I was blessed to pass three bills on the floor of the House last week.
The first was a Compact Bill that allows speech pathologists and audiologists in Georgia to join other states with the same minimum requirements so that they may all practice in all these other states. The bill is specifically requested for by the Pentagon, which I am in close contact with. The military wants the measure so that their military members – and especially their spouses – can easily use their license in these participating states. The Compact will apply to ALL speech pathologists and audiologists in Georgia, not just those in the military. It will also help with telemedicine. The bill passed almost unanimously.
I also passed a similar Compact bill for counselors. As you know, due to the traumatic work that our military heroes have to perform, they are the largest single segment in our society who needs counseling and psychiatric services. This bill would also allow counselors to cross participating state lines, in case of a traumatic event like a horrible storm or a school shooting where there is a great need for many counselors to rapidly deploy to a troubled area. This bill also helps with telemedicine. The bill passed unanimously.
In all, Georgia has passed seven Compact bills for our military, four of which are already in law.
The last bill I passed this week was also for the military. It allows for a young person under the age of 18 to get a drivers license without having to wait a full year. You should be proud that Georgia ranks second in the nation in military recruitment. When our young people enlist, they are often given better initial opportunities if they have a drivers license. Sometimes, these better opportunities mean better rank when they enter. Believe me, there’s a big difference from being a “buck” private to being a Private First Class. This bill also cleans up the confusing requirements for all Georgia residents under the age of 18 to get their license. The bill passed unanimously.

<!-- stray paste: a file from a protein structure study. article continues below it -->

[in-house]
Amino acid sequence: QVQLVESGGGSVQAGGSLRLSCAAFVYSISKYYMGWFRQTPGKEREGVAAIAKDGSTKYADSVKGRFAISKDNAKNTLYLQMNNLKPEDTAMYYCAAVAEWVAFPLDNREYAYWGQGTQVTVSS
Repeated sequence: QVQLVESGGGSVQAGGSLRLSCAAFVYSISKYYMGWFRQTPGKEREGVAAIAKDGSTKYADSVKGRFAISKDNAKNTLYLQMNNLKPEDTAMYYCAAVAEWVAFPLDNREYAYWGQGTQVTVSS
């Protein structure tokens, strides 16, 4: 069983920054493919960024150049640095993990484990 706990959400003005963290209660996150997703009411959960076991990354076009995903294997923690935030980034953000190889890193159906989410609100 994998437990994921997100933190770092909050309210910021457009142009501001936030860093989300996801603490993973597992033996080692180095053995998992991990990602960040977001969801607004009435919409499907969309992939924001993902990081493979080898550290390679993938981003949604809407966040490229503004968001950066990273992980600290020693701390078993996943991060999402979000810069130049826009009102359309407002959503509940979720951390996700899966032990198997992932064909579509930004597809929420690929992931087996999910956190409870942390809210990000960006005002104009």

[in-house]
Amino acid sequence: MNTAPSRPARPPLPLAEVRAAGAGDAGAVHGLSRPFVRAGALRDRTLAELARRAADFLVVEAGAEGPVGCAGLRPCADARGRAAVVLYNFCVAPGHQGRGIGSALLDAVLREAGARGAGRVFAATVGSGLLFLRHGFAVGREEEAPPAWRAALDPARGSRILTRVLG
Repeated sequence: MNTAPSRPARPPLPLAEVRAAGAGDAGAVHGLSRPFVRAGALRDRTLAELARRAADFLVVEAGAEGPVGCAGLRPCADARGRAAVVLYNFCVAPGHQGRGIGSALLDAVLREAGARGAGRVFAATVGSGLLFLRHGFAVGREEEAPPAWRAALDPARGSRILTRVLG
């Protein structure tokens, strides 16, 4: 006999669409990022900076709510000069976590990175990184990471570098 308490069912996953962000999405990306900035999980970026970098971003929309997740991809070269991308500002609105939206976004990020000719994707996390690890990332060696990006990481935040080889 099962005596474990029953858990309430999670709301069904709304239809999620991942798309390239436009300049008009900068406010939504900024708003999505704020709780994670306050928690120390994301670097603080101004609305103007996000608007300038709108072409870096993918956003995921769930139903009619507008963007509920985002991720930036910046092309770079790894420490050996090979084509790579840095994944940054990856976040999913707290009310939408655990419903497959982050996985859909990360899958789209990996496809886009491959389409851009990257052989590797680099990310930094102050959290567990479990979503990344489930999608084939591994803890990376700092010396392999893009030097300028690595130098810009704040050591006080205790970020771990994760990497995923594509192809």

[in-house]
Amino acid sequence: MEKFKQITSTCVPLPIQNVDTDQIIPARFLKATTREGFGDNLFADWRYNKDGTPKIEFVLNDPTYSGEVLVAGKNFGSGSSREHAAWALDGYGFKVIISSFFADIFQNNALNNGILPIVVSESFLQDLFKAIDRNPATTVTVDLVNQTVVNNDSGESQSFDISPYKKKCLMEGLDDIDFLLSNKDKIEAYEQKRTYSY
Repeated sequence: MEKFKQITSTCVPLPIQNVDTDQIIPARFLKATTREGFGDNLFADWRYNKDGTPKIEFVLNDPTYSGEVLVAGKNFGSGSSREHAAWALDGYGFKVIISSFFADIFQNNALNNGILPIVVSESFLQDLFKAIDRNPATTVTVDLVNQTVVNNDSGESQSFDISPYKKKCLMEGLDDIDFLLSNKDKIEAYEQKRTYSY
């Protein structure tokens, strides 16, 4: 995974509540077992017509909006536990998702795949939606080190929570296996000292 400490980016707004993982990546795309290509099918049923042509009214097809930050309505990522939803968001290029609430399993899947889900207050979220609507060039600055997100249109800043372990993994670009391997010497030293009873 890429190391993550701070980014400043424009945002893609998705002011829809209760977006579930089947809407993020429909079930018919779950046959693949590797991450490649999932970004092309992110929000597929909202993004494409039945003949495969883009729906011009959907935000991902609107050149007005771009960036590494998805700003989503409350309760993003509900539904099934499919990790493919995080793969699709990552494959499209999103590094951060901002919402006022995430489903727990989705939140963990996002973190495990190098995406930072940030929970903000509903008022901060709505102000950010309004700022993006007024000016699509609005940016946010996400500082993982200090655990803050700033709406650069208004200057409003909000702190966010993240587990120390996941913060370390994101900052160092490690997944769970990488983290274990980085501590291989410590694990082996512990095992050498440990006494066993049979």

My Teacher Tax Credit Bill should go to the floor this week. Again, it would incentivize teachers to teach at a poorly performing or very rural school by giving 1,000 selected participants a $3,000 tax credit for five years. Over 3,000 teacher positions went unfilled last year, especially in these schools. The teacher pipeline is shrinking while class sizes and the number of children are going up. Worse, nearly half of all new teachers quit less than five years into their profession. Hopefully, this bill will help to alleviate this. Almost all states have programs like this, showing very good results.
Dave Belton is a Republican from District 112 in the Georgia House of Representatives, serving Morgan and Newton counties.